I see, too, that I must accept that when writing about life - about real life - there is no way to strike the perfect balance, to follow every thread. There are countless running narratives in every story, so many that it's impossible to convey them all. On a basal level, life is always at least two things together - joy and sorrow are like bookends, marking off the boundaries that contain everything in between, and they take turns throwing themselves into center stage.
This blog began as an affirmation of the life God had given me. At a time when I felt most acutely aware of my limitations and failures - certainly as a writer, but also as a mother/wife/daughter/sister/friend - I realized I must make a decisive choice about where I was going to focus my concentration.
I could choose to focus on my seeming "deprivations" and failures - and thus shrink back into a paroxysm of self - self-reproach, paralysis, and despair or I could choose to fix my eyes on Jesus, the Author and Perfecter of all things, and to discipline myself to view life through the lenses of His Word.
This required, and requires still, not only a childlike faith, a faith that recklessly says "Yes" to God; it requires the suspension of disbelief, a decision not to disbelieve, not to say "No." That may sound redundant or over-complicated - double-negatives always are! - but I have found both muscles are indispensable and must be flexed on a daily basis if I am to remain "accessible" to God, letting Him write my life story and take me to all the places He wants me to go.
I can choose to say “Yes” to the everyday miracles – like watching the way the light works its way through clouds, and the colors it casts over my horizon. I can choose not to despise "the day of small things," and believe that God has not only initiated a great work in my life, and the life of the world, but that He delights in the work He is doing.
Every time I stoop to snap a photograph, or wriggle wildly out a window, or stop dead in front of a shop display, or weave across scraggly cliffs while Dutch looks down at me, wagging his head, smiling, to capture one-millionth part of the moment, I am saying "yes" to my Creator, to the life He has given me, to the world He has made, and the people He has peopled it with - I am finding Him in even the small moments, and glorying in the "small things," gifts, all of them, which He has created to fill up my days.
And when circumstances arise, like the death of a little girl, our sweet Olivia-Lu, to test my faith – to arrest my “Yes” and press it back against the wall – I am free to lament and mourn and present my complaint to God; but I must refrain from dismissing the plausibility of His goodness in a particular situation before I have grasped His purpose. "Shall we accept good from God, and not evil?" asked Job.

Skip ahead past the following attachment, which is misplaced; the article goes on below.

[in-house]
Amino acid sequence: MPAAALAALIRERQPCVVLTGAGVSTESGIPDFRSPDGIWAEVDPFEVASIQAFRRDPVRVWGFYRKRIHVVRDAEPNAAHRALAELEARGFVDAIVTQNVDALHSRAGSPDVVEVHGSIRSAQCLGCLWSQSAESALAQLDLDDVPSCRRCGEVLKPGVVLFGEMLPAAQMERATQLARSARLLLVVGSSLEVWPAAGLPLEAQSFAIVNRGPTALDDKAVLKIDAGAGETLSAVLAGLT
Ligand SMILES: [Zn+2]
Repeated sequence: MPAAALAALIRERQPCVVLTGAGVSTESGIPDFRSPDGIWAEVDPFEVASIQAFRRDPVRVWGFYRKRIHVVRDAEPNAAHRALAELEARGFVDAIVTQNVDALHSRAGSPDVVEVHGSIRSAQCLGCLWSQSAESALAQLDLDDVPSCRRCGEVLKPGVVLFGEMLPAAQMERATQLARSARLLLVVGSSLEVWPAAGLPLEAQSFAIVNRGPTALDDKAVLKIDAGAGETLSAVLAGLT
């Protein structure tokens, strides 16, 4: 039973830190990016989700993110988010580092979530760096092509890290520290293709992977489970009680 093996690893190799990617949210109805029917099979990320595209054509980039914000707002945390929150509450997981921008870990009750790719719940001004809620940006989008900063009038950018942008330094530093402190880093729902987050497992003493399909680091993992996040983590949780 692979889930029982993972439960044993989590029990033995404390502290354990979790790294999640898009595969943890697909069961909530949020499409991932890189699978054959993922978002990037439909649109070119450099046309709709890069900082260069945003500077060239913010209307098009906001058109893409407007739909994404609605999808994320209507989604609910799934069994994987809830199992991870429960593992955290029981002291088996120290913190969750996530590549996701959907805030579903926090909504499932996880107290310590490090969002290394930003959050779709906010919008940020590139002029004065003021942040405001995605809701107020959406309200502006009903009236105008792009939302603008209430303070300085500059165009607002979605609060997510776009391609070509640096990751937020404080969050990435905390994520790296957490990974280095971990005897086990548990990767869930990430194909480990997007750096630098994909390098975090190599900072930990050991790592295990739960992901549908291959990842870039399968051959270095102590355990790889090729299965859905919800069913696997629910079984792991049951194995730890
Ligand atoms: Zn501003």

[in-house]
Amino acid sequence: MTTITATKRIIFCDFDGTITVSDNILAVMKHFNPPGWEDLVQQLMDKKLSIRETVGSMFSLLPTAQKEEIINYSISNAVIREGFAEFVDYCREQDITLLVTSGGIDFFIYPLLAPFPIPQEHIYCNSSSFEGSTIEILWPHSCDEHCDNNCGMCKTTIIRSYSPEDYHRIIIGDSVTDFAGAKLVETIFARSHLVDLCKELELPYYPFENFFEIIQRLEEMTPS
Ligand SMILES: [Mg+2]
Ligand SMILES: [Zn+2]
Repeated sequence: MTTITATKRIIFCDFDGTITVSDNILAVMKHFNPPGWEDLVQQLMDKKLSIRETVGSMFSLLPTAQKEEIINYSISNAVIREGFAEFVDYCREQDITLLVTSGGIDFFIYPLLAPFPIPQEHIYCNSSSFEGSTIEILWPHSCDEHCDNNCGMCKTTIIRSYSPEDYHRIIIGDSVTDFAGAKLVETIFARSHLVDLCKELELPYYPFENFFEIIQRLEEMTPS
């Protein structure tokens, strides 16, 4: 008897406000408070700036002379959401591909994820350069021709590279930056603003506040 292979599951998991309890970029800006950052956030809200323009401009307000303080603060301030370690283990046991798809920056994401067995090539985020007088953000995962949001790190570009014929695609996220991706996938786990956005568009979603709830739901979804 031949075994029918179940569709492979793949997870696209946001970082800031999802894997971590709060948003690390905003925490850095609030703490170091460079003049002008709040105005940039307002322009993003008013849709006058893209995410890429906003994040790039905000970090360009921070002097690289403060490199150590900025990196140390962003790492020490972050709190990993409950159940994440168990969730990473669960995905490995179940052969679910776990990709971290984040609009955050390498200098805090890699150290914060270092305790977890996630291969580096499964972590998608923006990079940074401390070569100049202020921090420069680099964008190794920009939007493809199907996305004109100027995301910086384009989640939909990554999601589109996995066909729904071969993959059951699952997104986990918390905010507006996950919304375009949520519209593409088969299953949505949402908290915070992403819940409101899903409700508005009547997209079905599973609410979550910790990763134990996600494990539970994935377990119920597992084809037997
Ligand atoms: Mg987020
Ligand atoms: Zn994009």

This is very hard; but any teacher will tell you that it's awfully presumptuous to judge an Author before you have really listened to what He has to say - or let Him see His story through.
What would have happened if Christ had rejected the cross because it offended His sense of justice? What would have happened had Jesus turned away from such an arduous calling because, like the scoffers who dismissed Him on the grounds that He came from Galilee, He couldn’t possibly see how anything good could come from one man’s dying on a cross?
We are judgers, all of us. But we forget that we lack perfect knowledge... and all our best estimations are hopelessly one-sided.
On the pendulum of life, the needle still swings back and forth, from joy to pain and back again; these states persist, and are reconcilable only through Christ – "who for the joy set before Him endured the cross, despising its shame, and is now seated at the right hand of the throne of God" (Hebrews 12:1). His finished work on the cross means that, although we will still weep, our tears "will never be shed again in the way they were before" (Oswald Chambers, A Place of Help). Sorrow remains but with a promise - He will transfigure every tear into a shout of praise, and the blackest holes will swell and bloom into gardens of beauty.
This is the Christ-life; I have tested it, and it is true in the old-fashioned sense of the word. It remains trustworthy where all else is counterfeit.
So I will continue to put up these pictures and words. These words and pictures. Not because they have, in themselves, any particular power or merit. But because they are my gift to Him. My way of strengthening feeble knees, of learning to walk by faith-sight and not mere eye-sight, and to accept what He has given, even the heart-rending thing, glorying in it, and giving it back to Him.
Thank you, Lord, for broken arms, and lungs that struggle to take in air; thank you for Dutch, and all the days he's gone. Thank you for Olivia. Thank you for her life; thank you for her death; and for the good things which have already come as a result of her having lived. Thank you for your magnificent promises - that as Solomon said, 'the end of a matter is better than its beginning.' Thank you that, in Christ, we possess the glorious hope of seeing her again, "in a little while," on that beautiful shore.